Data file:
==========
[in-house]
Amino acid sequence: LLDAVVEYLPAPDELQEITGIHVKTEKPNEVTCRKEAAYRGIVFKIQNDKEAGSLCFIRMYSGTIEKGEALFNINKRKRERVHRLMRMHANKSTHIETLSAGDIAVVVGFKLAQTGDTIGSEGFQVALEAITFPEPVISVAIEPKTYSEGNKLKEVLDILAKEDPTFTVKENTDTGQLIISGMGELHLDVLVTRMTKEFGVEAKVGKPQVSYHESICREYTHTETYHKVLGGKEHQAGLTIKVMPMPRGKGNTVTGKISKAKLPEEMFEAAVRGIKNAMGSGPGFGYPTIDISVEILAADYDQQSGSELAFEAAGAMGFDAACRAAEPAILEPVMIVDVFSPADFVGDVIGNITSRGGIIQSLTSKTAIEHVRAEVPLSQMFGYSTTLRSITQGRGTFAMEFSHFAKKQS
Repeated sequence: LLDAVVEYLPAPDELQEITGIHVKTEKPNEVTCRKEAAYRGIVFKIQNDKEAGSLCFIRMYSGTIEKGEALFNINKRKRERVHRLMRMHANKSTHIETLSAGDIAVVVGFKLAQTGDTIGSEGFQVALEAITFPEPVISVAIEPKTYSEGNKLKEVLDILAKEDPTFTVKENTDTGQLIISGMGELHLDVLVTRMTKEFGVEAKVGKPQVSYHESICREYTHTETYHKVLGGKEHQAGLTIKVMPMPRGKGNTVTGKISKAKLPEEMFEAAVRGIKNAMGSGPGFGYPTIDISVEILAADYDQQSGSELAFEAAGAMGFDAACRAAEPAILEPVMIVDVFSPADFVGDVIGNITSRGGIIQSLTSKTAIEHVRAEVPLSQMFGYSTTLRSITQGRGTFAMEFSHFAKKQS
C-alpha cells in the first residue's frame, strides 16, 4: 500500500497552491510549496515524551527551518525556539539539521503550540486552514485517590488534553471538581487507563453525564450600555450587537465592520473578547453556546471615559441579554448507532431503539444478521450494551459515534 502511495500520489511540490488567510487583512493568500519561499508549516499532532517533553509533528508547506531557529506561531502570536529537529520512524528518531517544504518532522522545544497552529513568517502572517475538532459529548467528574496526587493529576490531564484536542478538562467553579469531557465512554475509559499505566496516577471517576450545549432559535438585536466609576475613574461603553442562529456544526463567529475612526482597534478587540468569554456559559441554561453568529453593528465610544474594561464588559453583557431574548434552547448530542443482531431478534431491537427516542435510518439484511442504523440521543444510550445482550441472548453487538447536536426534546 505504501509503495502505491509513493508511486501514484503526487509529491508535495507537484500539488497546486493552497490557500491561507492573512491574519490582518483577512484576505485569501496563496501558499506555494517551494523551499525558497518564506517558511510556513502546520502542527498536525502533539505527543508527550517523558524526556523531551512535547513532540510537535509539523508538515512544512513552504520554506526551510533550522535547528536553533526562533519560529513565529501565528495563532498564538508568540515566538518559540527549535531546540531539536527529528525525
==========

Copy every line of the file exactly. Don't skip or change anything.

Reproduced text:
[in-house]
Amino acid sequence: LLDAVVEYLPAPDELQEITGIHVKTEKPNEVTCRKEAAYRGIVFKIQNDKEAGSLCFIRMYSGTIEKGEALFNINKRKRERVHRLMRMHANKSTHIETLSAGDIAVVVGFKLAQTGDTIGSEGFQVALEAITFPEPVISVAIEPKTYSEGNKLKEVLDILAKEDPTFTVKENTDTGQLIISGMGELHLDVLVTRMTKEFGVEAKVGKPQVSYHESICREYTHTETYHKVLGGKEHQAGLTIKVMPMPRGKGNTVTGKISKAKLPEEMFEAAVRGIKNAMGSGPGFGYPTIDISVEILAADYDQQSGSELAFEAAGAMGFDAACRAAEPAILEPVMIVDVFSPADFVGDVIGNITSRGGIIQSLTSKTAIEHVRAEVPLSQMFGYSTTLRSITQGRGTFAMEFSHFAKKQS
Repeated sequence: LLDAVVEYLPAPDELQEITGIHVKTEKPNEVTCRKEAAYRGIVFKIQNDKEAGSLCFIRMYSGTIEKGEALFNINKRKRERVHRLMRMHANKSTHIETLSAGDIAVVVGFKLAQTGDTIGSEGFQVALEAITFPEPVISVAIEPKTYSEGNKLKEVLDILAKEDPTFTVKENTDTGQLIISGMGELHLDVLVTRMTKEFGVEAKVGKPQVSYHESICREYTHTETYHKVLGGKEHQAGLTIKVMPMPRGKGNTVTGKISKAKLPEEMFEAAVRGIKNAMGSGPGFGYPTIDISVEILAADYDQQSGSELAFEAAGAMGFDAACRAAEPAILEPVMIVDVFSPADFVGDVIGNITSRGGIIQSLTSKTAIEHVRAEVPLSQMFGYSTTLRSITQGRGTFAMEFSHFAKKQS
C-alpha cells in the first residue's frame, strides 16, 4: 500500500497552491510549496515524551527551518525556539539539521503550540486552514485517590488534553471538581487507563453525564450600555450587537465592520473578547453556546471615559441579554448507532431503539444478521450494551459515534 502511495500520489511540490488567510487583512493568500519561499508549516499532532517533553509533528508547506531557529506561531502570536529537529520512524528518531517544504518532522522545544497552529513568517502572517475538532459529548467528574496526587493529576490531564484536542478538562467553579469531557465512554475509559499505566496516577471517576450545549432559535438585536466609576475613574461603553442562529456544526463567529475612526482597534478587540468569554456559559441554561453568529453593528465610544474594561464588559453583557431574548434552547448530542443482531431478534431491537427516542435510518439484511442504523440521543444510550445482550441472548453487538447536536426534546 505504501509503495502505491509513493508511486501514484503526487509529491508535495507537484500539488497546486493552497490557500491561507492573512491574519490582518483577512484576505485569501496563496501558499506555494517551494523551499525558497518564506517558511510556513502546520502542527498536525502533539505527543508527550517523558524526556523531551512535547513532540510537535509539523508538515512544512513552504520554506526551510533550522535547528536553533526562533519560529513565529501565528495563532498564538508568540515566538518559540527549535531546540531539536527529528525525